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Former Dallas Police Department officer Christopher Hess goes on trial this week.EXPAND
Former Dallas Police Department officer Christopher Hess goes on trial this week.
iStock/DallasO75219

Dallas’ Next Big Cop Trial Begins This Week

For the last two years, Dallas' headlines have been dominated by cops on trial. In 2018, Dallas County juries convicted ex-cops Roy Oliver and Ken Johnson on murder charges. Last year, Dallas County juries acquitted former Mesquite officer Derick Wiley of aggravated assault after he shot a man in the back and convicted ex-Dallas Police Department cop Amber Guyger on murder charges after she shot a man in his apartment, believing it was her own. After going almost half a century without indicting a cop for an on-duty shooting, Dallas County became the epicenter of cop prosecutions in the United States.

This year isn't going to be any different.

This week — opening arguments are expected on Tuesday — former DPD officer Christopher Hess is on trial for shooting and killing Genevive Dawes, 21, in January 2017.

Body camera footage released in 2018 shows the shooting and its aftermath. 

In the video, Hess and another officer, Senior Cpl. Jason Kimpel, find Dawes and her boyfriend, Virgilio Rosales, sleeping inside what turns out to be a stolen car. When the officers order them out of the car, Dawes throws the car in reverse, backs into a police car that's blocking the car she's driving in, then drives forward into a fence.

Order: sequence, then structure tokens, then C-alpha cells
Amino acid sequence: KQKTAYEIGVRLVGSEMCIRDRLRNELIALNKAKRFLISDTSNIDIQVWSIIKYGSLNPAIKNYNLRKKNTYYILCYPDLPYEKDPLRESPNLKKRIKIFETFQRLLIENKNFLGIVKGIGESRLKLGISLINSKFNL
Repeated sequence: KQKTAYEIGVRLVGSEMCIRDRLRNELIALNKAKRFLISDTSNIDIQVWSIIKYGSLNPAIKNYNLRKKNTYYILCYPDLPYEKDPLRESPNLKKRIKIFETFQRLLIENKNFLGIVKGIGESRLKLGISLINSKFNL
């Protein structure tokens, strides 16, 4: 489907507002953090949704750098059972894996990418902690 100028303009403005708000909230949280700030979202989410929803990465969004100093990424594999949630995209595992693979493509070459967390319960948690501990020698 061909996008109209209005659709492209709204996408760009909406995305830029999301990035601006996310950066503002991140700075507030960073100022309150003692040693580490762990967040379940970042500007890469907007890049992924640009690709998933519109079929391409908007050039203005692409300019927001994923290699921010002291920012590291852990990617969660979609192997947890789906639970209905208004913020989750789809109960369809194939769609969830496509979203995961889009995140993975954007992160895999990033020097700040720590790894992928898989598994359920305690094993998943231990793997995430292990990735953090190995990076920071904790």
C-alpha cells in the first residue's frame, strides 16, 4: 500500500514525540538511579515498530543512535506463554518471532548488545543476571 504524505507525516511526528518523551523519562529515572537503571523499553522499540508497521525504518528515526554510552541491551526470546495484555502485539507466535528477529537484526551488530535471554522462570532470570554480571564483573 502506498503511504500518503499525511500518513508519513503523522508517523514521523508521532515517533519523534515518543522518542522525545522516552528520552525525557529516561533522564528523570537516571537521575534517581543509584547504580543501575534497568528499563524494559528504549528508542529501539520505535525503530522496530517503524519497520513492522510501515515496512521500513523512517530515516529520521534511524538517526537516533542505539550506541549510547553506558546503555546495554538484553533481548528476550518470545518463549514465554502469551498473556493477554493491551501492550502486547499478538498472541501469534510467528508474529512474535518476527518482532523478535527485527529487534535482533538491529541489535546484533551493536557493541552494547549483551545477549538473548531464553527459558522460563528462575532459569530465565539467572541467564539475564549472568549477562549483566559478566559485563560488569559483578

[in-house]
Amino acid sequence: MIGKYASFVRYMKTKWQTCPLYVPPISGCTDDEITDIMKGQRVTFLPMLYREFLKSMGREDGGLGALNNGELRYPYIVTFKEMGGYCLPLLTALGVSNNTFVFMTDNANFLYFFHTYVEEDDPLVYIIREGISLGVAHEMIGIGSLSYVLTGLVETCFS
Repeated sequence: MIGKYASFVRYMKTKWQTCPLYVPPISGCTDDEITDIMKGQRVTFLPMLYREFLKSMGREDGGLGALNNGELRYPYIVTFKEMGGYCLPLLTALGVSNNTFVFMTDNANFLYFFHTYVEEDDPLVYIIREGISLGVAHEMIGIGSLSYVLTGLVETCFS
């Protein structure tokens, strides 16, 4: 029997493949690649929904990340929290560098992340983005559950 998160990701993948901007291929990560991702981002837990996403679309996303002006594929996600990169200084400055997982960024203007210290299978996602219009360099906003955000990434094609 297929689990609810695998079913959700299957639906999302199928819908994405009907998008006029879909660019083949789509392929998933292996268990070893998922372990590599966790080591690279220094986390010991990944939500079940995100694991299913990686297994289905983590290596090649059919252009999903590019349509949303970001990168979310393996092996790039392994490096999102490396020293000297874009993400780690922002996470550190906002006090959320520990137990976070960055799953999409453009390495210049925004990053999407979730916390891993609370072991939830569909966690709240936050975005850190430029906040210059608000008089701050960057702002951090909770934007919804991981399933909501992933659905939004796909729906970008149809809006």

When Dawes tries to reverse again, Hess starts shooting. He doesn't stop, eventually shooting into the car 13 times, killing Dawes. Kimpel shot at the car once and was not indicted. Rosales escaped the shooting uninjured.

A Dallas County grand jury indicted Hess in June 2017 for aggravated assault by a public servant, a first-degree felony. At trial, his fate is likely to come down to whether his defense team can convince jurors that he believed his life was in danger.

"We've seen in several cases recently that have resulted in mistrials with a hung jury, the officer will get on the witness stand in their own defense at a trial and say, 'I thought my life was in danger,'" Philip Stinson, a Bowling Green State University criminologist who maintains a comprehensive database of alleged crimes committed by cops, told the Observer after the Oliver shooting. "As soon as some jurors hear that, they think, 'That's it, I'm not going to convict a cop who thought his life was in danger.'"

Daryl Washington, an attorney who is representing Dawes' family in a civil case against Hess and the city of Dallas, said Dawes' actions before the shooting can be chalked up to her being scared.

"It was just a frightening situation for them, the way they were approached," Washington said at a press conference. "These officers had no idea if there were babies in that car. They just started shooting. They just opened up on that car for no reason whatsoever."

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